· Fair value method: Used by public companies; assets are carried at fair market value. This treatment will be discussed in more detail below.
· Amortization method: Used by private companies as they amortize the intangible asset over 15 years.
Fair Value Method
As mentioned above, this is the same method required for publicly traded companies. Valuation methods used to determine fair value could include DCF calculations, discounted cash flow analyses, or another method deemed reasonable by management.
The accounts receivable are valued at “book” value (unrecognized revenues) plus any unpaid interest and discounts; new debt is valued at “face” value; equipment may be purchased from a third party and revalued on an auction basis. Other assets are narrowed down to major categories where it can be reasonably estimated what the fair value is today.
A pro forma statement is then prepared that shows the value of the purchased company’s assets, liabilities, and goodwill. The buyer will then record its purchase price by debiting “purchase price” and crediting “purchase of business”. It may also be necessary to record an impairment charge for tangible assets or purchased intangible assets (such as various forms of goodwill).
Public versus Private Companies
The tax code has different rules governing non-arms-length sales; in an M&A transaction, this makes a big difference in terms of what method is used to account for goodwill.
When a private company buys another private company, it must carry the transaction at cost. To simplify accounting, the debits and credits are generally:
1) book value of “purchased assets” less “debit for purchase price”;
2) “debit for purchase of business”; and
3) non-cash expenses such as interest and amortization.
In an M&A setting when there are no arms-length transactions, the transactions are generally carried on a fair value basis. The seller’s assets are valued at book value plus any accrued interest or discounts. The buyer’s assets are valued at book value less any accrued interest or discounts. The goodwill is valued at book value less any accrued interest or discounts.
This approach is common in the financial world of publicly traded companies, but less so in private companies due to the tax treatment inherent in this method. In general, the IRS considers goodwill amortized over 15 years (a method known as the “accelerated amortization” method).
Key Financial Information
In many cases, accounting for an acquisition is done as a capital integration project. In this case, the focus is mostly on key financial information that will be used to evaluate the performance of the newly acquired company and to estimate future cash flows. These include:
· Ratios-Net Income Before Taxes (Nett) to Net Income (Nett)
· Return on Sales (ROS)
· Return on Invested Capital (ROIC)
Ratio vs. Profit Statement: The Nett Ratio
The most commonly used profitability measure is Net Income before Taxes (Nett). Nett is the company’s interest and dividend income, plus depreciation expense. This measures what is left to earn after paying off debt, investing in plant and equipment, and general administrative expenses.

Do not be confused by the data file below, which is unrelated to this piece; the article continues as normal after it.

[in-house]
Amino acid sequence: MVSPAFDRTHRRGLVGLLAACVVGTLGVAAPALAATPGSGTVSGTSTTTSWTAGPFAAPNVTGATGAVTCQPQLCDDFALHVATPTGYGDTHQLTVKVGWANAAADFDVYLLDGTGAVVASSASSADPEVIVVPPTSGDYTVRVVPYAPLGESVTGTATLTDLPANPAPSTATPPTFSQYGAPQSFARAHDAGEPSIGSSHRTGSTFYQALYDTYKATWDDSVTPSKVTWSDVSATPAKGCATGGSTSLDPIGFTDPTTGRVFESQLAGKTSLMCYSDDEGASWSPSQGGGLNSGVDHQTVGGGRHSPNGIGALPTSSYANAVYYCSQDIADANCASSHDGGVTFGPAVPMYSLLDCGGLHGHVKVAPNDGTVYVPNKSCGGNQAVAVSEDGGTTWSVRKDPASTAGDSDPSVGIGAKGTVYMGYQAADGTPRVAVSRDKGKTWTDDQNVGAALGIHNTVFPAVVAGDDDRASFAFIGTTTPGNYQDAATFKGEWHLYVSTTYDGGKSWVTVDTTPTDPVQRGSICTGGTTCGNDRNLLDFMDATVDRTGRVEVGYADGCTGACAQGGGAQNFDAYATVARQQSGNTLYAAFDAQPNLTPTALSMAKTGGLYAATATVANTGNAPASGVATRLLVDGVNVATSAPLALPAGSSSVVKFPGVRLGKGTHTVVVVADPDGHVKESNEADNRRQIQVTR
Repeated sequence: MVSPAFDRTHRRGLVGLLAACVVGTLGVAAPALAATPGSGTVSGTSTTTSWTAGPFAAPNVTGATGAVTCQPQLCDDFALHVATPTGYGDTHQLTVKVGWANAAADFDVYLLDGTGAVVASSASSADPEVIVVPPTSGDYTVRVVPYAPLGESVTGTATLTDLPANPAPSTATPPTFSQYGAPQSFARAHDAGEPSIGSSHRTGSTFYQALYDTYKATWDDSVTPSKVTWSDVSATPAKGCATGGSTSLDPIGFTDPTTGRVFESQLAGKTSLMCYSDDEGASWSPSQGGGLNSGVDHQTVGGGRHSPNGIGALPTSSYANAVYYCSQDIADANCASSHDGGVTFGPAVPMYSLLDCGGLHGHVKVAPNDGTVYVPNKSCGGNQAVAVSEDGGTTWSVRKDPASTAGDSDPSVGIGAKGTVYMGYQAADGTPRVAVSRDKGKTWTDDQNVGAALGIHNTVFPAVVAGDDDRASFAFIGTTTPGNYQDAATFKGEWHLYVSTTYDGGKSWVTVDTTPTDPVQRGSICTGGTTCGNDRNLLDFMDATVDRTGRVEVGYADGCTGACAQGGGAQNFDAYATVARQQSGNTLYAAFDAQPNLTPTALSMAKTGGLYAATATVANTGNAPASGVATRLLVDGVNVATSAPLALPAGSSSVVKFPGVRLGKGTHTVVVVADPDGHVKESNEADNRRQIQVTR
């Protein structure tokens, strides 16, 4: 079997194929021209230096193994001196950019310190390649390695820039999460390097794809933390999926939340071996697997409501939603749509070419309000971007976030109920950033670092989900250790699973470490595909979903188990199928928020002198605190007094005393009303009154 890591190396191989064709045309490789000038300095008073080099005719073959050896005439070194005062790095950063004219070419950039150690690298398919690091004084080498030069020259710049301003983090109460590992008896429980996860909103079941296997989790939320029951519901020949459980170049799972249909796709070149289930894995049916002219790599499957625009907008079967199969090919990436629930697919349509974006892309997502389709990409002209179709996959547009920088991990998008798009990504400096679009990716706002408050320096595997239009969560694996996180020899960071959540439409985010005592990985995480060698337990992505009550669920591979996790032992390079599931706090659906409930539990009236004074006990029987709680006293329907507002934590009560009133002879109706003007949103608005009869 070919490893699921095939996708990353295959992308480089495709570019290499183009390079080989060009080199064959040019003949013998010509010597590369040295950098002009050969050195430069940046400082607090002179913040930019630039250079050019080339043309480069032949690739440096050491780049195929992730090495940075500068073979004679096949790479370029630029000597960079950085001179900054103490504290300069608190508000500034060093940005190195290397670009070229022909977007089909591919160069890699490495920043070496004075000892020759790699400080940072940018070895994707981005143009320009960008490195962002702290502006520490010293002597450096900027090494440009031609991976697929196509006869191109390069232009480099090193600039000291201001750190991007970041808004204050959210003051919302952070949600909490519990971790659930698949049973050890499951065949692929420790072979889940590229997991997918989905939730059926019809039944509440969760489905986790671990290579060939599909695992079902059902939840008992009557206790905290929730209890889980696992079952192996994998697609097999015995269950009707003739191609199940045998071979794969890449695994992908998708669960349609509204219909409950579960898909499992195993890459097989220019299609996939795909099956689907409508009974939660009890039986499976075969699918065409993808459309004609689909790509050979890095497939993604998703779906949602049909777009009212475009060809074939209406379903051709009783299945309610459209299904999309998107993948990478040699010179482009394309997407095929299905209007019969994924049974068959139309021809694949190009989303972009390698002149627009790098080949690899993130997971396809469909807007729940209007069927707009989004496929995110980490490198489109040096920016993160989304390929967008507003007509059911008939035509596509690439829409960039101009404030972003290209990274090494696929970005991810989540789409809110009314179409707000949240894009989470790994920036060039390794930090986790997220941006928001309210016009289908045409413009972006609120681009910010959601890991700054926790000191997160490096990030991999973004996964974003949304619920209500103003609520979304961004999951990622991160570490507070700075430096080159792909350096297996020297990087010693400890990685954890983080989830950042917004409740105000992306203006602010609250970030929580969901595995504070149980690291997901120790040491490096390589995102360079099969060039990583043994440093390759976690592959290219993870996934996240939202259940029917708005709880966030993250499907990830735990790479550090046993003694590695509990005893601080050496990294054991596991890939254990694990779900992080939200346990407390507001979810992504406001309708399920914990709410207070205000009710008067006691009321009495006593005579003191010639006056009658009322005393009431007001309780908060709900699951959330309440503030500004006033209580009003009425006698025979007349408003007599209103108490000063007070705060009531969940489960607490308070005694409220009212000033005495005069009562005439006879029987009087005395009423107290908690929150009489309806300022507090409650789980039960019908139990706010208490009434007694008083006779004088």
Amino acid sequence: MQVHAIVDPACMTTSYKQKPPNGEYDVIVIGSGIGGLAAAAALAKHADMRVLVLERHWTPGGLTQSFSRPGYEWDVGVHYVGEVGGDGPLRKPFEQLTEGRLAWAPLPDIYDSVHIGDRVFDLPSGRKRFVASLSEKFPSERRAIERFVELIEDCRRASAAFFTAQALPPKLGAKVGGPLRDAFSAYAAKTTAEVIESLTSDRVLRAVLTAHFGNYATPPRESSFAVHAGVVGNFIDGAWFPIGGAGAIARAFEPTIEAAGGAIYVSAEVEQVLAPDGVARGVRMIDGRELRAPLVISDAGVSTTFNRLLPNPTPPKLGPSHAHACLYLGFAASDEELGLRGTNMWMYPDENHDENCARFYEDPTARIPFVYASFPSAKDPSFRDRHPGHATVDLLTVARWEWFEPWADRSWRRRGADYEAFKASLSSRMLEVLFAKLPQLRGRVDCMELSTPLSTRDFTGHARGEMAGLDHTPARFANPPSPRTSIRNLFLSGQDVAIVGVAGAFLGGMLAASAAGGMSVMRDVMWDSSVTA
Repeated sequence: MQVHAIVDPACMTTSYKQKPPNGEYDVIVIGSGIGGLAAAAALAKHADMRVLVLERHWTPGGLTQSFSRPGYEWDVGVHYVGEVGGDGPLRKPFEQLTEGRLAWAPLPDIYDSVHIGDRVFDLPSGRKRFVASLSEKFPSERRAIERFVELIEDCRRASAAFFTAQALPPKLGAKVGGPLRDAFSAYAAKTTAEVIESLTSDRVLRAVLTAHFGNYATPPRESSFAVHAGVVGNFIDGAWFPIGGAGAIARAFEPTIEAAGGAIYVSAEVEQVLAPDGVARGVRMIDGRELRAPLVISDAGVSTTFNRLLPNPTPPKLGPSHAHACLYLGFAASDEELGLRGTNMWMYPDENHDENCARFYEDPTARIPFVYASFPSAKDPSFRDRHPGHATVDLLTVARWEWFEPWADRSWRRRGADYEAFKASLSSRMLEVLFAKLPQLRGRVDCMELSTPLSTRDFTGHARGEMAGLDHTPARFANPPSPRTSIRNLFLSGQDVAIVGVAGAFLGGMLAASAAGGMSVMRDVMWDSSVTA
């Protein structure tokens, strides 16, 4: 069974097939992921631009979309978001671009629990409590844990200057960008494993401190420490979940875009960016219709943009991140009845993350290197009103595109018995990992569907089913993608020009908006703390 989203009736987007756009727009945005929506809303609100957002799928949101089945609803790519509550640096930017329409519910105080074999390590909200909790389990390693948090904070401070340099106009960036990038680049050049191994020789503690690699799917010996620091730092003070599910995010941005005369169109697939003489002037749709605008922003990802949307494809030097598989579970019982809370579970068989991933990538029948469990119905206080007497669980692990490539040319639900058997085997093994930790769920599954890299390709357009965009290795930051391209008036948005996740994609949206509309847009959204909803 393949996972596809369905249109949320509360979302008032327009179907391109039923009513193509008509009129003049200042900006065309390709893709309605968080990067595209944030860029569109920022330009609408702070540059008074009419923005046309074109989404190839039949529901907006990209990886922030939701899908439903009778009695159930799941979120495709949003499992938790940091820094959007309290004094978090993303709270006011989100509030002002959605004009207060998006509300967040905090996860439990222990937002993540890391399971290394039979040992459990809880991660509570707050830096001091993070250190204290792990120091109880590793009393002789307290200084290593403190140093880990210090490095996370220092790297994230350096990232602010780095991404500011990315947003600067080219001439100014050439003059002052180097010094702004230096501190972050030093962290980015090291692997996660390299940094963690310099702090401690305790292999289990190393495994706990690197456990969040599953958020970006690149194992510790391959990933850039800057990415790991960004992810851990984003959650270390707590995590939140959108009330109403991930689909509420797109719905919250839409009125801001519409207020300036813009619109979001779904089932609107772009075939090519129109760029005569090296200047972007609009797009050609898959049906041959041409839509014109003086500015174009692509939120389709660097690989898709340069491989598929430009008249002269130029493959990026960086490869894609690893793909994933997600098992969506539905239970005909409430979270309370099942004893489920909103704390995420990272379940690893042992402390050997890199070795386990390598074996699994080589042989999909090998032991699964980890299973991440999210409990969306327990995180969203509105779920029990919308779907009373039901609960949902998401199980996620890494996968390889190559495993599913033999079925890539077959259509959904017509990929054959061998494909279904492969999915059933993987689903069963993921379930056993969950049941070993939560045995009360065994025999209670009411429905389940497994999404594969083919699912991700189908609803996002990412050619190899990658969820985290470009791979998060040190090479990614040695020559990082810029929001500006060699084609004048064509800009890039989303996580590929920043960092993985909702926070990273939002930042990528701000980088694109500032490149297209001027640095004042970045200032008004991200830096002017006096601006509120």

Return on Sales
In a capital integration project when the company is being acquired, the focus will be on growth – especially if it has been in decline. ROIC can be used to find underperforming companies; however, it has limitations as a measure of a business’s value due to its heavy adjustments for inflation. For example:
· Returns are adjusted by subtracting a constant value (typically 5% inflation) which automatically assumes that 5% of ownership should be reinvested back into the business each year.
· The asset base is subject to inflationary adjustments (depreciation expense).
· Returns are adjusted for taxes, which are assumed to remain constant.
The Return on Sales ratio is a measure of profitability based on the sales of a business. It takes operating profits before depreciation out to get sales and then compares these numbers with the company’s revenues. This helps peers more accurately compare the performance between two businesses because it is not affected by asset management.
Return on Invested Capital: The Return Question
ROIC measures how effectively capital is being used in the business; it measures the productivity of invested capital and how it impacts return for shareholders.
It is important to be able to calculate ROIC for the new business since it will be used as a measure of its performance. Return on Invested Capital can be calculated for a single fiscal period (e.g., four quarters) or an annualized amount over the entire period. In the case of an acquisition, it might be useful to look at ROIC over several years, as this provides insight into the company’s ability to grow and how much debt is needed to do so.
Pre–Acquisition Deal Checklist
An M&A transaction is one of the most complex aspects of any business environment. As such, structuring a deal involves precision and attention to detail. Here is a pre–acquisition checklist that you can use until your own system is established.
1) Calculate the fair market value of equity consideration. This must be done for each type of security (e.g., cash, stock, debt) and for each class of security issued by the target entity.
2) Calculate the fair market value of any new equity issued by your company (or obligor) in the transaction.
3) Calculate what your company will have to pay if there are contingent payments or earn-outs; this must be done separately for each class of securities issued by your company (or obligor).